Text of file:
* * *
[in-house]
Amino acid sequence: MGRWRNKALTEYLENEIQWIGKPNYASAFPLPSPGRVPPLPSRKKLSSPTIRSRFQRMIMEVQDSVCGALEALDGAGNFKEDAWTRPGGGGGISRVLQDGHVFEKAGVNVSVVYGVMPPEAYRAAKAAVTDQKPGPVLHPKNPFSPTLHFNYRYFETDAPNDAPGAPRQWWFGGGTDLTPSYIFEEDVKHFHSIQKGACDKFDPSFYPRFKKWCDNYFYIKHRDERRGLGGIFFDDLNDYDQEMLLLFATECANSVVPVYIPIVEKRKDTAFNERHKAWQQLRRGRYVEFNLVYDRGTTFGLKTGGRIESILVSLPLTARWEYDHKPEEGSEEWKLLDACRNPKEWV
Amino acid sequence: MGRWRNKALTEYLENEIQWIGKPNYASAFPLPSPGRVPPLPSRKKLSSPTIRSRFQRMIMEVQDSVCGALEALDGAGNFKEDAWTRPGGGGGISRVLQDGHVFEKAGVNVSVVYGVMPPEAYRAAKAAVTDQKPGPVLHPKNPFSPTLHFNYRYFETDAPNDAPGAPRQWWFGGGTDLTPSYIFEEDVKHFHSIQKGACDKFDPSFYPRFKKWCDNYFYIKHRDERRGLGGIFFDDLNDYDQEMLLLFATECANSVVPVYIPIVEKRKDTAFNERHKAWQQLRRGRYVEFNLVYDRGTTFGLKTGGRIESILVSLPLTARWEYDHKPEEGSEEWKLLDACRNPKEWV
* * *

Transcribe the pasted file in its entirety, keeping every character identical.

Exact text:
[in-house]
Amino acid sequence: MGRWRNKALTEYLENEIQWIGKPNYASAFPLPSPGRVPPLPSRKKLSSPTIRSRFQRMIMEVQDSVCGALEALDGAGNFKEDAWTRPGGGGGISRVLQDGHVFEKAGVNVSVVYGVMPPEAYRAAKAAVTDQKPGPVLHPKNPFSPTLHFNYRYFETDAPNDAPGAPRQWWFGGGTDLTPSYIFEEDVKHFHSIQKGACDKFDPSFYPRFKKWCDNYFYIKHRDERRGLGGIFFDDLNDYDQEMLLLFATECANSVVPVYIPIVEKRKDTAFNERHKAWQQLRRGRYVEFNLVYDRGTTFGLKTGGRIESILVSLPLTARWEYDHKPEEGSEEWKLLDACRNPKEWV
Amino acid sequence: MGRWRNKALTEYLENEIQWIGKPNYASAFPLPSPGRVPPLPSRKKLSSPTIRSRFQRMIMEVQDSVCGALEALDGAGNFKEDAWTRPGGGGGISRVLQDGHVFEKAGVNVSVVYGVMPPEAYRAAKAAVTDQKPGPVLHPKNPFSPTLHFNYRYFETDAPNDAPGAPRQWWFGGGTDLTPSYIFEEDVKHFHSIQKGACDKFDPSFYPRFKKWCDNYFYIKHRDERRGLGGIFFDDLNDYDQEMLLLFATECANSVVPVYIPIVEKRKDTAFNERHKAWQQLRRGRYVEFNLVYDRGTTFGLKTGGRIESILVSLPLTARWEYDHKPEEGSEEWKLLDACRNPKEWV